Happy International Women’s Day! I did think a little about whether it was appropriate to wish one a happy International Women’s Day, seeing as there’s still a lot of work being done around the world to secure women’s rights in a variety of areas. But I think today should be a day for celebration, as well as reflection and protest, so happy International Women’s Day! In honour of the day, I’ve decided to take a look at the word woman, and a little bit at how we gender language. And I hope you won’t accuse of mansplaining: I’m just doing what I usually do, just with a feminine focus today (and I’m observing A Day Without a Woman, so who else could I get to do it!).
You may have noticed that the words human, man, and woman are all quite similar. This is the point where I usually say something like “Actually, the similarity is entirely coincidental, and all three have separate etymologies. Our story begins in the 4th century, in what is now Bavaria…” But in this case, the similarity is far from accidental, and you may have guessed that it’s also no accident that man is the common factor in all three. Woman is a simplification of wifman, from the old English wif, meaning woman, and man, which could, as now, refer to either a single masculine person, or all of humanity in general. Wif is obviously the origin of Modern English’s wife, but originally meant simply woman. It’s interesting that the word wif wasn’t deemed sufficient to represent women (more on this strange plural form here), and it was appended to the decidedly masculine man. To me, it seems like an effort to deny female independence and agency. Why give them their own word, and therefore a strong sense of their own identity? Do that and they might be looking to inherit property or somesuch! Better attach them to the word man, make them seem like an appendage to men, something that exists only in their relation to men, as an aspect of male existence. Sadly, it’s not the only way in which English over the years has been used to maintain gender equality. (Human, by the way, originally meant of or related to man, existing as an adjective before a noun).
Unlike other languages such as French or Italian, English is not a gendered language. That doesn’t mean that it still can’t have some gendered nouns though. Actress, manageress, policewoman, stewardess: though most female-variant words for titles have fallen out of fashion now (except, largely, for actress), until quite recently they were commonplace. And it might not seem to be an issue at first glance, but if you were to look up any of these words in a dictionary while they were widely in use, I’m sure you’d find the male version. Having different male and female forms of words isn’t necessarily sexist, but when the male form is clearly marked as the “standard form” from which the female version deviates, that’s at least suggestive of institutional sexism. Plus, why not have male and female versions of every title? Only using them for some positions suggests that these were “male” positions, and a woman occupying them was an aberration: (A woman manager!? I suppose it’s possible, but how would that even work!?) Or in the case of stewardess, the opposite. Poor Mr. Bouvier…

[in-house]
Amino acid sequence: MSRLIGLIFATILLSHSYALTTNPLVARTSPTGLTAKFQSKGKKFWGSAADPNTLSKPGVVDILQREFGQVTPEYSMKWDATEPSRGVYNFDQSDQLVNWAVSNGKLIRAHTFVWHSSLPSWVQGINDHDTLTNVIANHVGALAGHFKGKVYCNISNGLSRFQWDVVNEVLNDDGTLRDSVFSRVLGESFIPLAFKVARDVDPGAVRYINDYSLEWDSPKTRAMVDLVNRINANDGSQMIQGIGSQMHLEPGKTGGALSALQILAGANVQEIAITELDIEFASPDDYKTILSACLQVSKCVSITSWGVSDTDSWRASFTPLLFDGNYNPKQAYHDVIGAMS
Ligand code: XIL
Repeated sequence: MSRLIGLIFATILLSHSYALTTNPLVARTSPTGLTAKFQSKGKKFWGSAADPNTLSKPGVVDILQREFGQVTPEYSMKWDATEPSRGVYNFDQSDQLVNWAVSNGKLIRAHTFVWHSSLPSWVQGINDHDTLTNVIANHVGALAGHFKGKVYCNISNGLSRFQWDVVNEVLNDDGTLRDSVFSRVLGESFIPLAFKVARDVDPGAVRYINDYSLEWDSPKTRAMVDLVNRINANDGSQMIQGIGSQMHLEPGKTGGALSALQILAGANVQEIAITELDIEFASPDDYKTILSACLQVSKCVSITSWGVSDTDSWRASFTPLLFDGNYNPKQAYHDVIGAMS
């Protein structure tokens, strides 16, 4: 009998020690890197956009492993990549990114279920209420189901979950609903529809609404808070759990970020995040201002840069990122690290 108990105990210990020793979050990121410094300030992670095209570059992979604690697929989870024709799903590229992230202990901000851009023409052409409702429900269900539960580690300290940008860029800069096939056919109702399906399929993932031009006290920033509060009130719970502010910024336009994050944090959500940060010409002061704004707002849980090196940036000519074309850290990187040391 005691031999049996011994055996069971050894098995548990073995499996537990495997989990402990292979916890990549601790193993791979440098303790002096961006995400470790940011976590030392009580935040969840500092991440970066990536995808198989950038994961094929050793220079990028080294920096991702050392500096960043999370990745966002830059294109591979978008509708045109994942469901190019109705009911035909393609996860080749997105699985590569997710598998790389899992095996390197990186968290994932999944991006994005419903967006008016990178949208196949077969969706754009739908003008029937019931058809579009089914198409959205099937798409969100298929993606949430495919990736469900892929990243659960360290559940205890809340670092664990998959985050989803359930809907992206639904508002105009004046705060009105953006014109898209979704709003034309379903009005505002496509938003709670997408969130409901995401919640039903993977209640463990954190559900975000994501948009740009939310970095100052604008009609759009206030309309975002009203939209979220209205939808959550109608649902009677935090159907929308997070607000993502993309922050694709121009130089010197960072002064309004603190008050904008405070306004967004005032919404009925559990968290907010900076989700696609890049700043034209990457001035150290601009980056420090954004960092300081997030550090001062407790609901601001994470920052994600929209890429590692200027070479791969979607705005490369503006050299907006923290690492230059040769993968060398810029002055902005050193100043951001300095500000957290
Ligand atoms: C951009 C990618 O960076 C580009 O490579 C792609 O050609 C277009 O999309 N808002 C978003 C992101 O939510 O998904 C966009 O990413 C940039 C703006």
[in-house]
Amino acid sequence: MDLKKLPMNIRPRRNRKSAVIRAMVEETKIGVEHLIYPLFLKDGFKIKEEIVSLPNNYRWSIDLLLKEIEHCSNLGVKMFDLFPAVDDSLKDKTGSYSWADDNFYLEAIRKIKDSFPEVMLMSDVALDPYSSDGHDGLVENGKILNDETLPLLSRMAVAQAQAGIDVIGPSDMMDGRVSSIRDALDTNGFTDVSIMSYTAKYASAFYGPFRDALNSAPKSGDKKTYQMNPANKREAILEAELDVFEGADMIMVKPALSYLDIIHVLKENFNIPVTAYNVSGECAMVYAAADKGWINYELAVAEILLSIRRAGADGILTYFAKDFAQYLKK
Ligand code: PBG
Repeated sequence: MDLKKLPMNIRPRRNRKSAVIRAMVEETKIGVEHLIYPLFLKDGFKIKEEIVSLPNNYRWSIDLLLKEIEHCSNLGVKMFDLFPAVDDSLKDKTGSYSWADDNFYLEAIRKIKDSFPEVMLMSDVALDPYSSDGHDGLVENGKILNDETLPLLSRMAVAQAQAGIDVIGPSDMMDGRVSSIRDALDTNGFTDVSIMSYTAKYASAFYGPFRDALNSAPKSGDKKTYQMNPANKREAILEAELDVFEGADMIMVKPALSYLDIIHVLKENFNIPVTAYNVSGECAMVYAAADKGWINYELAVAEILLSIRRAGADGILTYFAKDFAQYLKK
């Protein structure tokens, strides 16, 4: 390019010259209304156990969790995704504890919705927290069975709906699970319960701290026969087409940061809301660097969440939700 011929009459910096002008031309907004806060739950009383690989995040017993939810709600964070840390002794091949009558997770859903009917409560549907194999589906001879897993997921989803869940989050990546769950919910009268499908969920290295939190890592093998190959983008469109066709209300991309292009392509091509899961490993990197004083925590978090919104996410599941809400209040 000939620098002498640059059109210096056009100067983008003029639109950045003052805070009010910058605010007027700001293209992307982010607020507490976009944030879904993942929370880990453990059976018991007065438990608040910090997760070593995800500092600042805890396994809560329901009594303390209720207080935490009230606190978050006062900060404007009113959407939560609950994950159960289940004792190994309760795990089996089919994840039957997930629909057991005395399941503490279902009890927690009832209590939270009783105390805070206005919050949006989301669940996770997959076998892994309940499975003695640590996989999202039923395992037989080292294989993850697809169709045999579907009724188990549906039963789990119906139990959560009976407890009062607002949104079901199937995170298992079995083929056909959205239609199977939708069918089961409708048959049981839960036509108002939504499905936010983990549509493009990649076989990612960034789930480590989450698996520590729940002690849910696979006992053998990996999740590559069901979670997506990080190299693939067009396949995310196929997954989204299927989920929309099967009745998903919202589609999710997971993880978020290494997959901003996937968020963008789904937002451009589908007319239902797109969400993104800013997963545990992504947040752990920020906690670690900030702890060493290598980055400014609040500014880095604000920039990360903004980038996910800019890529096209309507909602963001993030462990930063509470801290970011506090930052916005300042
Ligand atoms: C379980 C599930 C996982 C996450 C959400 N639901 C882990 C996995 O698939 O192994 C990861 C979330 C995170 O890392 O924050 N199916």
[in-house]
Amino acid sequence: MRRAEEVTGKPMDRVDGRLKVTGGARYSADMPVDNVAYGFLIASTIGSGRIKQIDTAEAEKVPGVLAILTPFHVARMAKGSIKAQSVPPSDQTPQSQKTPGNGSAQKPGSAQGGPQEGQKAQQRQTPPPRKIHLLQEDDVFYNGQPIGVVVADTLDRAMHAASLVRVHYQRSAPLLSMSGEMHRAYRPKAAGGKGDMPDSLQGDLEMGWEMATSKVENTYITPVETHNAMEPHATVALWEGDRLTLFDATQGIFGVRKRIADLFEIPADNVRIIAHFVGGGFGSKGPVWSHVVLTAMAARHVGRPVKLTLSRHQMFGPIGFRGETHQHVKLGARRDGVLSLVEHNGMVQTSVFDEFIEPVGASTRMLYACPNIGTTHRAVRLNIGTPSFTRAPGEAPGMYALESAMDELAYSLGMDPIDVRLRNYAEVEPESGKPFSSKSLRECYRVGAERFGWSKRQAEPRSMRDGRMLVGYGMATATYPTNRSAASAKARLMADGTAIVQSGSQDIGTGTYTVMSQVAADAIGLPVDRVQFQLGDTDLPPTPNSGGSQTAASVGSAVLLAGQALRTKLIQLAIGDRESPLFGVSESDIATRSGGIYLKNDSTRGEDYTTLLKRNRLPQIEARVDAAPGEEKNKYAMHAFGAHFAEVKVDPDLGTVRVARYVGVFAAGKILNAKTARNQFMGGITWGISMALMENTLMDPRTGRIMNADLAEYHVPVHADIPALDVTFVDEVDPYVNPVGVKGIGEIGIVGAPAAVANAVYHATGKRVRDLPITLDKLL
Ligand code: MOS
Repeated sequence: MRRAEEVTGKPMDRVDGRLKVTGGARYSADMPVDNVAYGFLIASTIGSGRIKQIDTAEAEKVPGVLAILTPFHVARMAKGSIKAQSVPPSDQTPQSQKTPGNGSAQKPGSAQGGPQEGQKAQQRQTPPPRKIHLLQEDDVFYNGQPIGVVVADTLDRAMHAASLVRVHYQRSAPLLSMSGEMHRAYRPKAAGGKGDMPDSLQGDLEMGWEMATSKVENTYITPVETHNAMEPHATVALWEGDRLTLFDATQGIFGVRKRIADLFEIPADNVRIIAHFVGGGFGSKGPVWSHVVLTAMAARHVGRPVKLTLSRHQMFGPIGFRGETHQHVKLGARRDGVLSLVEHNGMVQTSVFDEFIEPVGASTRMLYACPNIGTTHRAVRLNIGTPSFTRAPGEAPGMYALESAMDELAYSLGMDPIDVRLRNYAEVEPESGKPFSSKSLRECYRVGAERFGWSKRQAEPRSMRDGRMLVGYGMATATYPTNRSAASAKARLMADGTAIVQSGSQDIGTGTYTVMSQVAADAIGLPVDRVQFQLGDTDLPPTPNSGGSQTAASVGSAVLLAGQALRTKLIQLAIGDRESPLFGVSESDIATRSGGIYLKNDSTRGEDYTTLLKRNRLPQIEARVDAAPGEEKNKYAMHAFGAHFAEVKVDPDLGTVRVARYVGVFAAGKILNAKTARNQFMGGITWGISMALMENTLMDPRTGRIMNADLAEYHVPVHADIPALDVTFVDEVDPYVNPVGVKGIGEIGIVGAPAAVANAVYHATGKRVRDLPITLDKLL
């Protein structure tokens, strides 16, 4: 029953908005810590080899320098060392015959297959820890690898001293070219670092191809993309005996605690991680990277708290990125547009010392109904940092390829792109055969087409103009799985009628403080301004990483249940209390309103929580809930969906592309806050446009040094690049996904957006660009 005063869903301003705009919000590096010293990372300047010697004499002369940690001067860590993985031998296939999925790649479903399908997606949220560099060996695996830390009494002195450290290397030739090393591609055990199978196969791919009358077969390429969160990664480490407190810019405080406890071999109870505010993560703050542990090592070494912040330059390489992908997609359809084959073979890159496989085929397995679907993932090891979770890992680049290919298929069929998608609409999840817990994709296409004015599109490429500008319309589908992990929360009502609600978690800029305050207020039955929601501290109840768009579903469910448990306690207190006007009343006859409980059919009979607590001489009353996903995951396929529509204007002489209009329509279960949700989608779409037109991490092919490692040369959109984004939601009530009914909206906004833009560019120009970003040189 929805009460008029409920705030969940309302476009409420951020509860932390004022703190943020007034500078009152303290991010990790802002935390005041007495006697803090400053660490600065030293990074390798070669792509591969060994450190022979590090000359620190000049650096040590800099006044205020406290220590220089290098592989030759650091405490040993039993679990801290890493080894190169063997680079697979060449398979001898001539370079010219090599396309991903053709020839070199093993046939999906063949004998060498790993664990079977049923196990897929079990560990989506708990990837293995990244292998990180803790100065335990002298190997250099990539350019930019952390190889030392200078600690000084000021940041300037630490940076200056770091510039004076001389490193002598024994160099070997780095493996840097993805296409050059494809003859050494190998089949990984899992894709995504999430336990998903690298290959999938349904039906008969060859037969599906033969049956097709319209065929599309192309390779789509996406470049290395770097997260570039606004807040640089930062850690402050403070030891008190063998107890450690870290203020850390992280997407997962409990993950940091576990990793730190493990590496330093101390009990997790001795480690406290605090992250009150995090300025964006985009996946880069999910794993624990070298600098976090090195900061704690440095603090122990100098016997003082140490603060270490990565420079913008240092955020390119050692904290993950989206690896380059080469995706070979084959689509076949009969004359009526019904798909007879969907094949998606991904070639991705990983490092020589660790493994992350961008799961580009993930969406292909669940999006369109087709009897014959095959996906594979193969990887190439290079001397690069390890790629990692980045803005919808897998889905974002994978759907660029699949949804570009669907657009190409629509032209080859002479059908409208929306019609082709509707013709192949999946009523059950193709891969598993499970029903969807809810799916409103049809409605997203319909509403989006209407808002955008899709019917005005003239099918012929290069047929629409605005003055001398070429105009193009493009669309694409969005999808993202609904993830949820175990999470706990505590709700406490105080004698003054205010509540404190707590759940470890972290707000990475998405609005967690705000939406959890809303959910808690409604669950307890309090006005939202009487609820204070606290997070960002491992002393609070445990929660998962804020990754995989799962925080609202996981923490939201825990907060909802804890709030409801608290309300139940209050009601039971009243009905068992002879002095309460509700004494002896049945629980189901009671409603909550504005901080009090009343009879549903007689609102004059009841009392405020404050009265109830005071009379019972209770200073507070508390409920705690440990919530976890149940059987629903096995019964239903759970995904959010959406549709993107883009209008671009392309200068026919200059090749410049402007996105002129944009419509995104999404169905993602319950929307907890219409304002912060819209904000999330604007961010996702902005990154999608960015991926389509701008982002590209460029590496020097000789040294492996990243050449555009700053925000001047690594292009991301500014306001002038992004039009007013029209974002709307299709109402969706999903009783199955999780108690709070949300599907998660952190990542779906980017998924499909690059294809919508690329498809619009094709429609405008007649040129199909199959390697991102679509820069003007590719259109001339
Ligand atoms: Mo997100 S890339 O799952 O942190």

Another example of linguistic sexism is the term hysteria. While it’s now seen as a little old-fashioned, it was originally considered a genuine disorder when the term was coined at the beginning of the 19th century. It was originally considered a neurotic disorder specific to women caused by an imbalance or disruption in the uterus (consider the root shared with hysterectomy). Again, sadly telling that the stereotype of women as highly emotional, irrational beings was so ingrained that it was believed that women were influenced by their uteruses, and not their brains, like men.
In the sake of fairness, I should also point out that other languages have some apparently sexist features. Many will use a male plural word to refer to a group of men and women (e.g. ils in French, and ragazzi [boys] in Italian), though we’ve started to do that informally with guys in English. Anyway, I don’t mean to pick on English: it’s just what I know.
There are other examples of sexism inherent in some common words (see here for example), and of course there are plenty of words that are still commonly used with very deliberate sexism in mind. I could write again about how we can tend to infantilise women through the words we use. But I don’t feel like going on. Language has played its part in maintaining gender stereotypes, and though things are far from perfect, we have come a long way, and it’s hopefully comforting to think that the next generation will grow up with far fewer gender stereotypes.